Appealing Financial Aid When You Have a Family Member with Special Needs

Posted by Haddad Nadworny on Sat, Apr 28, 2018 @ 09:37 AM

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collegeThe FAFSA (Free Application For Student Aid) does not provide families with the opportunity to explain special circumstances affecting their family.

 To remedy this, Congress has delegated to the school’s financial aid administrators the authority to compensate for special circumstances on a case-by-case basis with adequate documentation.

 If you have a family member with special needs, you may qualify to appeal your financial aid by requesting a special circumstances review. Special circumstances include anything that has changed from one year to the next and anything that distinguishes the family from the typical family.

 How does a Special Circumstances Review work? The special circumstance review is based on strict guidelines and percentages that must be verified before figures can be manipulated. The Federal need analysis methodology assesses a portion of the family's discretionary income (money that is not required for basic living expenses). Expenses and income reductions that are caused by circumstances beyond the family's control do not represent discretionary spending and so can be used to justify professional judgment. The changes in the data elements on the FAFSA will then result in a new expected family contribution (EFC). This, in turn, may result in a new financial aid package.

 How to request a Special Circumstances Review:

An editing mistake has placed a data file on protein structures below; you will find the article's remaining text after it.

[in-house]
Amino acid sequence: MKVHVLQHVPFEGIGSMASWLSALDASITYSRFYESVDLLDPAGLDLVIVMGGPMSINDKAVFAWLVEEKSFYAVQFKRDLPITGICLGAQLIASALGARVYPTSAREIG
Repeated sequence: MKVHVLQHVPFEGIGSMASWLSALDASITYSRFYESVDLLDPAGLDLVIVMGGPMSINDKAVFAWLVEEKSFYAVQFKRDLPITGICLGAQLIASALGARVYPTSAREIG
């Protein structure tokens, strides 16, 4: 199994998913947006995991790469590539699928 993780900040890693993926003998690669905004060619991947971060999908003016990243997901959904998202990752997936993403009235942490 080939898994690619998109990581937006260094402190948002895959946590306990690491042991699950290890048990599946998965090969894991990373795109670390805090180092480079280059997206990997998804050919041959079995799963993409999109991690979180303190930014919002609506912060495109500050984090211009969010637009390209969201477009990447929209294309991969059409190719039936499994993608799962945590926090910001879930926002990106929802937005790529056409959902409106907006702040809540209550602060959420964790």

Research/ask your college’s financial aid office about their process for a special circumstances review.

 In general, you will have to provide a letter (or fill out a form) explaining your appeal and provide documentation. The documentation should ideally include information about the financial impact of the special circumstances in addition to discussing the nature of the special circumstances.

 Each college’s financial aid office will make its own decision about the request for an adjustment. Some colleges may make an adjustment while others may not. Decisions made by a financial aid administrator at one college are not binding on financial aid administrators at other colleges. Even if the college allows an adjustment, the college may not be able to provide additional financial aid funds, but the financial aid administrator may be able to suggest other options.

 Adjustments apply only to a single award year. Financial aid administrators must review the special circumstances once a year to ensure that they still apply before making an adjustment.

 Good to Know: Financial aid administrators can also adjust the cost of attendance figures, not just the data elements on the FAFSA. For example, the financial aid administrator might increase the cost of attendance to include the cost of a computer, dependent care costs for a special-needs child or disability-related expenses. Financial aid administrators are more likely to adjust the cost of attendance when the student’s EFC is zero, since current financial aid formulas do not allow the EFC to go below zero. When a student’s EFC is already zero, increasing the cost of attendance is the only way to increase the student’s demonstrated financial need (and thus, the amount of financial aid).

Sources:

 https://fafsa.ed.gov/fotw1718/help/fahelp29a.htm

https://www.edvisors.com/fafsa/after-submitting/changes/adjustments-appeals/#special-circumstances

http://www.finaid.org/educators/pj/specialcircumstances.phtml

 https://www.collegechoice.net/admissions/the-fafsa-appeal/

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